Maren as wisdom, courage, moderation and justice, all which

Maren Hale

Ms. Kerr

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            The Greek word for
“virtue,” arete refers to “excellence of any kind”, and did
not originally have any moral associations. In simple terms, it means something
does what it’s supposed to do, and does it well. For example, A house’s
“virtues” would embody things like shelter, warmth and safety. Human
virtues developed the connection to morality because it refers to the types of
lives that human beings are inherently apt to lead. Contemporary philosophers
tend to consider Aristotle and Plato, both classical Greek philosophers, to be
“virtue ethicists” – the branch which focuses on character and its
role in morality and ethics. When looking at virtue, both Plato and Aristotle
start by focusing on characteristics which were considered virtues in Greek
society, such as wisdom, courage, moderation and justice, all which were foundational
to the way of life in Classical Greek. From there, they focused on three main questions
within virtue ethics; How do we become
virtuous? Are the virtues unified? and
Are happiness and virtue connected?

How do we become virtuous? In Plato’s
opinion, knowledge is virtue; an idea learnt from his teacher, Socrates. In basic
terms, to know good is to do good.
This is made explicitly clear in the Protagoras, a famed Socratic dialogue. The argument begins with the
foundational idea that people desire what they believe to be good. He claims
that when a person does something wrong, it is not because they want to do it, knowing
it is bad, but rather they want to do it, and trust it to be a good choice. What
separates virtuous from un-virtuous people is not a longing for what is good, but
instead the knowledge of what the good truly is. Plato’s ideology of human
virtue is condensed into knowing what is good, and possessing the ability
correctly select the actions that have the greatest positive outcome. This is
opposite for Aristotle; knowing the good wasn’t good enough.  He believed
that in order to be good, one had to practice good. Consistently. Although
Aristotle did not necessarily have a concept of a free will, as it is a more
modern, largely Christian notion, he does believe that practicing virtue on one’s
own volition is what makes humans good; to truly be virtuous one must accustom themselves to
virtue. I agree with Aristotle because simply knowing about good doesn’t mean
you are a good person. People can know that they are making a poor choice and
do it anyway. They know it is wrong and proceed to do it anyway, this doesn’t make
them good. Also, what is practiced or known to be good is different for each
individual and is influenced by a number of factors, including environment and
genetic inheritances. Morality is not that black and white.

Another dilemma frequently
addressed was the question of Are the
virtues unified? Plato believed that knowledge is virtue, therefore, all
the virtues are linked to wisdom. If someone is wise, all the other virtues
will fall into place after it. He believed in the unity of the virtues and that “the virtues
are a distinct part of a whole.” Oppositely, Aristotle felt that although
wisdom is the uppermost form of virtue, it is not an all-encompassing umbrella
that possesses all other virtues. One can be wise and knowledgeable about
the world but not be virtuous or moral. In other words, Aristotle denies the
unity of the virtues. Again, I am in agreeance with Aristotle that wisdom is not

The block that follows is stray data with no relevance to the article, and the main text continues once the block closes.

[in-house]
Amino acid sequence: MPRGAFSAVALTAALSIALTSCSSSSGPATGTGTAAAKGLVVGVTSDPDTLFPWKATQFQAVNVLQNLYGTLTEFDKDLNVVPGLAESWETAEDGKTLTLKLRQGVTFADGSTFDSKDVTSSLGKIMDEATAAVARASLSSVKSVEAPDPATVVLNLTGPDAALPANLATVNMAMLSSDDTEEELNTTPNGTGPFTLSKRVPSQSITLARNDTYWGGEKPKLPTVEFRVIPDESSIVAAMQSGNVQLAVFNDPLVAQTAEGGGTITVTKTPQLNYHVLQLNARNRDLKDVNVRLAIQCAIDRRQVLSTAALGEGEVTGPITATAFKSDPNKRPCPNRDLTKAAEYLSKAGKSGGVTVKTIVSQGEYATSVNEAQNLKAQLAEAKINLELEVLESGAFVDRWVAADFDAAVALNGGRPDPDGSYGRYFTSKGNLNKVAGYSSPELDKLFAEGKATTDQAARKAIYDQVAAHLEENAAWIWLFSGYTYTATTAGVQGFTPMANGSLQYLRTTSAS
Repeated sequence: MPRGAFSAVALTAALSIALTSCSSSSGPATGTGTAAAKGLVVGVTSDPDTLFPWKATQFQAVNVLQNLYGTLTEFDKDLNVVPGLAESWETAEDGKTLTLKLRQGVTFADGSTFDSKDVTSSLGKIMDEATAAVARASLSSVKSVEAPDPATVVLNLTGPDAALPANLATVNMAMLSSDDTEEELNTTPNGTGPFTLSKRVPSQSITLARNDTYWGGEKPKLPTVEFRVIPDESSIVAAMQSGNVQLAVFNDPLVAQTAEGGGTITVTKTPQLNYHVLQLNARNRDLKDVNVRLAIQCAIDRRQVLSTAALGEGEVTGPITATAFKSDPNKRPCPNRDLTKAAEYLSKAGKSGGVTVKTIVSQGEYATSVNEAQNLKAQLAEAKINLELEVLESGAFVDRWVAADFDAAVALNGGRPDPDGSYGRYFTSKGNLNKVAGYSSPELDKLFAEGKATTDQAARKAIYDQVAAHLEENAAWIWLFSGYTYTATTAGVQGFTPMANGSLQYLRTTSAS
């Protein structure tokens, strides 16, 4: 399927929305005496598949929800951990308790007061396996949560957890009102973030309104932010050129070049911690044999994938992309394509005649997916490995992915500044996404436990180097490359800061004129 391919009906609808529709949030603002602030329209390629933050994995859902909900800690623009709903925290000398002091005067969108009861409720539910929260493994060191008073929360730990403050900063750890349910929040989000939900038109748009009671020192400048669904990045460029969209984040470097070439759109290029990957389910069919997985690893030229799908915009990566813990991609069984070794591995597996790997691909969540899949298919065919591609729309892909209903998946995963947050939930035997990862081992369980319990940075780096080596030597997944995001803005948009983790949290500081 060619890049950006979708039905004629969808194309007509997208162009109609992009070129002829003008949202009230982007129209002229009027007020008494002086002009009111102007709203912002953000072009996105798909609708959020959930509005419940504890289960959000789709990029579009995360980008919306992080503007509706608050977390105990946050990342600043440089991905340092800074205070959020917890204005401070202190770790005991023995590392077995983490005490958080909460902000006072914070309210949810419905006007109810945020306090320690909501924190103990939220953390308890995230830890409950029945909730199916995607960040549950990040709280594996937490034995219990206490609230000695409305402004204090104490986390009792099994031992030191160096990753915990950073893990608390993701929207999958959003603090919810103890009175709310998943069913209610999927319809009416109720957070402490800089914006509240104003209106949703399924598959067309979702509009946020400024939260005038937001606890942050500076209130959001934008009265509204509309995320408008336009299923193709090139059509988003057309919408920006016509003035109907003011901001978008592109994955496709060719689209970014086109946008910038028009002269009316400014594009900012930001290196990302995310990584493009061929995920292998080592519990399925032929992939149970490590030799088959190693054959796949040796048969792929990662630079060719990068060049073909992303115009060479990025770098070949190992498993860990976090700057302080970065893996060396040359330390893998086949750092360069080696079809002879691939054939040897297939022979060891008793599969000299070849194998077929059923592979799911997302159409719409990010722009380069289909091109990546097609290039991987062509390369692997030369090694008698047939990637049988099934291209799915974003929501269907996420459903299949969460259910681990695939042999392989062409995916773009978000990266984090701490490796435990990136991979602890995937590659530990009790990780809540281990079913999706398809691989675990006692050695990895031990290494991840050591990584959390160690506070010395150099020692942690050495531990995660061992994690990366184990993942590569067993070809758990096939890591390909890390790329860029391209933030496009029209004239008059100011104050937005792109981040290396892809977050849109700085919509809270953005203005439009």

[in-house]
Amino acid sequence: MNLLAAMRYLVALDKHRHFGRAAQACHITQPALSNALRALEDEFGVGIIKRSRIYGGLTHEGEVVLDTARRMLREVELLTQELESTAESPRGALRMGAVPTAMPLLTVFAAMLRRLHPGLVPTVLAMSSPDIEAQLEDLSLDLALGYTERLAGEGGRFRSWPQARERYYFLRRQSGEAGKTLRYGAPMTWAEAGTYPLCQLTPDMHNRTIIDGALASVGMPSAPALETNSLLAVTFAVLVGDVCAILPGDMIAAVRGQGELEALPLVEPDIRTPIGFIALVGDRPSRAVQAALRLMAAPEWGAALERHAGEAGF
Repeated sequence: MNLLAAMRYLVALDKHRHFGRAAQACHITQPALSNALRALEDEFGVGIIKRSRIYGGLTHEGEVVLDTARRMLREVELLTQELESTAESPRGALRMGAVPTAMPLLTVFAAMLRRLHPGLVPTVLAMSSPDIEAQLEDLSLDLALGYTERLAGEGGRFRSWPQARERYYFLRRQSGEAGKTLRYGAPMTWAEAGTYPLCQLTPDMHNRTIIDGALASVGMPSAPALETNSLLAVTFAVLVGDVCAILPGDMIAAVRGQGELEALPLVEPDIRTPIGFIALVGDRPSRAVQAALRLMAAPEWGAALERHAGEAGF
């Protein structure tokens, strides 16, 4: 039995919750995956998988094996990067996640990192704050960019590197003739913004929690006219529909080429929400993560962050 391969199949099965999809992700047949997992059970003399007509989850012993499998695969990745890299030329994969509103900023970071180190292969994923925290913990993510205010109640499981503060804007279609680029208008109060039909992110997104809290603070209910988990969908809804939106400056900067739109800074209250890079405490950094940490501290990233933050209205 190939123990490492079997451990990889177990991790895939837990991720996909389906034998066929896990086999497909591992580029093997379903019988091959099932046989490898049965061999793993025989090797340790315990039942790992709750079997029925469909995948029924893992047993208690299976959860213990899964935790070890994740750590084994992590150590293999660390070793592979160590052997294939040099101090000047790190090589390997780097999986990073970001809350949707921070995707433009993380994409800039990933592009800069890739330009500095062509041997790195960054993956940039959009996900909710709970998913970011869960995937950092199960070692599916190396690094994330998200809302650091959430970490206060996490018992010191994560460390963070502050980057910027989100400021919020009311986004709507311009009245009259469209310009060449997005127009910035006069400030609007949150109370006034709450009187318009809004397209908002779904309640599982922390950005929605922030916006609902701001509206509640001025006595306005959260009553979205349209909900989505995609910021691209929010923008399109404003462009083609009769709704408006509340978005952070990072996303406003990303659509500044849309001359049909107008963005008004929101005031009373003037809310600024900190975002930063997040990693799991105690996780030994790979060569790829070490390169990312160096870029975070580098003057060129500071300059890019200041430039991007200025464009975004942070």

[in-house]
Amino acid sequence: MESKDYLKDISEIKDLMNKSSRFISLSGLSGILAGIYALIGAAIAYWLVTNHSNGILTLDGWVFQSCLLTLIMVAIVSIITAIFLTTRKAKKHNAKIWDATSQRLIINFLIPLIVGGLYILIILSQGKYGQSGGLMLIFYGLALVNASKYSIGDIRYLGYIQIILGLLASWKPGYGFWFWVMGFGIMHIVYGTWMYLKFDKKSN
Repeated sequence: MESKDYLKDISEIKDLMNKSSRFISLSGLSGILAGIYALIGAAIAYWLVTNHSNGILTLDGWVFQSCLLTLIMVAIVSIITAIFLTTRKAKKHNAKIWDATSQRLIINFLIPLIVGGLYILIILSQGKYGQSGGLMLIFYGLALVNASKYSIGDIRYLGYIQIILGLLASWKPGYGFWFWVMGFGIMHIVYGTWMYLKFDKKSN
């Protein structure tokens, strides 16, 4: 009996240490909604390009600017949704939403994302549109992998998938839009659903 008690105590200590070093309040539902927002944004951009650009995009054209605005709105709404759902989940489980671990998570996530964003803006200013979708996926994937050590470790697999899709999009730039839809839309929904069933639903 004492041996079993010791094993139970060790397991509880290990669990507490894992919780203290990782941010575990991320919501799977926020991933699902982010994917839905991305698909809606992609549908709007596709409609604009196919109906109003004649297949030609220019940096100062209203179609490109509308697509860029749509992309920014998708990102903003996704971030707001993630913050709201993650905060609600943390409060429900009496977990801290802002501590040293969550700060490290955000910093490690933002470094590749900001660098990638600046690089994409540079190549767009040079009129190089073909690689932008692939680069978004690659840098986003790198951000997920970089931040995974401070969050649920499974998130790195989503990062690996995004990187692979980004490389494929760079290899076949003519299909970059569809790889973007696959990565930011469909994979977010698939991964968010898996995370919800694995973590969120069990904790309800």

synonymous with morality.

Both philosophers spent much of
their time concerning themselves with the question of how one should to live in
order to achieve ‘the good life’. The goal was to develop behaviours and
character traits that would prompt the pursuit of activities that yielded pleasure.
Both felt virtue was central to living the good life, but in different ways. Plato
believed that virtue was sufficient for
happiness — if one is kind and morally correct then happiness is a guarantee.
Aristotle, on the other hand, thought that although virtue is necessary to the good
life, virtue alone is insufficient. One can be virtuous but still unhappy. He penned
that to achieve true happiness, a person needed to be surrounded by good,
fellow citizens. Society as a whole, needs to be virtuous.
overall, I agree with Aristotle’s views, Plato drew on many notable points as
well. My largest opposition to both philosophers though, is their assumption
that the human condition starts with a blank canvas- this position is
incorrect. Modern science has proven the role of genetics and environment in
character and disposition. Hereditary influences go back to the beginning of
our species. For example, a dog that learns a new trick transfers its knowledge
to its succeeding kin. Environment is an even larger factor, conditioned by ancestry,
race, religion, education, social status as well as a multitude of other
factors. A human is therefore heavily conditioned by factors not in their
control. In relation to practicing or knowing good, what is believed to be good
is influenced by uncontrollable factors and varies between people. In connection
to unified virtues, they again are influenced by what any given individual
believes to be most important. These points also apply to what is considered ‘the
good life’ as it also differs person to person. Both Plato and Aristotle’s
theories are very finite. Throughout their lives, both Plato and Aristotle spent
a substantial measure of time looking at how virtue plays a role in the lives
of people and their moral compass. They looked at how people can become
virtuous, how virtues are linked to one another and also how they are linked to
overall quality of life. Interestingly, Aristotle’s views on all these points epitomised
the more conventional views of Greek society, while Plato’s were more radical
and far fetched. In conclusion,